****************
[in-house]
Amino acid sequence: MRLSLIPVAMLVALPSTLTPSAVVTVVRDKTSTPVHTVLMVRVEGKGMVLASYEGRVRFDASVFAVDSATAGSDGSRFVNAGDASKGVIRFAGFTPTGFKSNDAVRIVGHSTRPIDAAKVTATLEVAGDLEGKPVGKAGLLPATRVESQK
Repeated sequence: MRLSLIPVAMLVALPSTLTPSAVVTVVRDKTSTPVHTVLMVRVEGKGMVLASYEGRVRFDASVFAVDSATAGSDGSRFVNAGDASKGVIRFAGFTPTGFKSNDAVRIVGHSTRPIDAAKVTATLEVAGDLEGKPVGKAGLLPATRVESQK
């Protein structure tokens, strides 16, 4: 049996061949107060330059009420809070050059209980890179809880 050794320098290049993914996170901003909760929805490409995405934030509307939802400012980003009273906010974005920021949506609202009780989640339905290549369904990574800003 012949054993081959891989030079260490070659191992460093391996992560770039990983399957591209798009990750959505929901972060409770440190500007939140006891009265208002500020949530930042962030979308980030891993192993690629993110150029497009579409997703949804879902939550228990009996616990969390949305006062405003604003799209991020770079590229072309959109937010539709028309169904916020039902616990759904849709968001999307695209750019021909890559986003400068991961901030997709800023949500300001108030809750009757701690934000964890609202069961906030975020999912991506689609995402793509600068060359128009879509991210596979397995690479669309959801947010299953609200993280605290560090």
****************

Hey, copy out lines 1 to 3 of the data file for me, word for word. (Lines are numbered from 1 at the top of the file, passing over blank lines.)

[in-house]
Amino acid sequence: MRLSLIPVAMLVALPSTLTPSAVVTVVRDKTSTPVHTVLMVRVEGKGMVLASYEGRVRFDASVFAVDSATAGSDGSRFVNAGDASKGVIRFAGFTPTGFKSNDAVRIVGHSTRPIDAAKVTATLEVAGDLEGKPVGKAGLLPATRVESQK
Repeated sequence: MRLSLIPVAMLVALPSTLTPSAVVTVVRDKTSTPVHTVLMVRVEGKGMVLASYEGRVRFDASVFAVDSATAGSDGSRFVNAGDASKGVIRFAGFTPTGFKSNDAVRIVGHSTRPIDAAKVTATLEVAGDLEGKPVGKAGLLPATRVESQK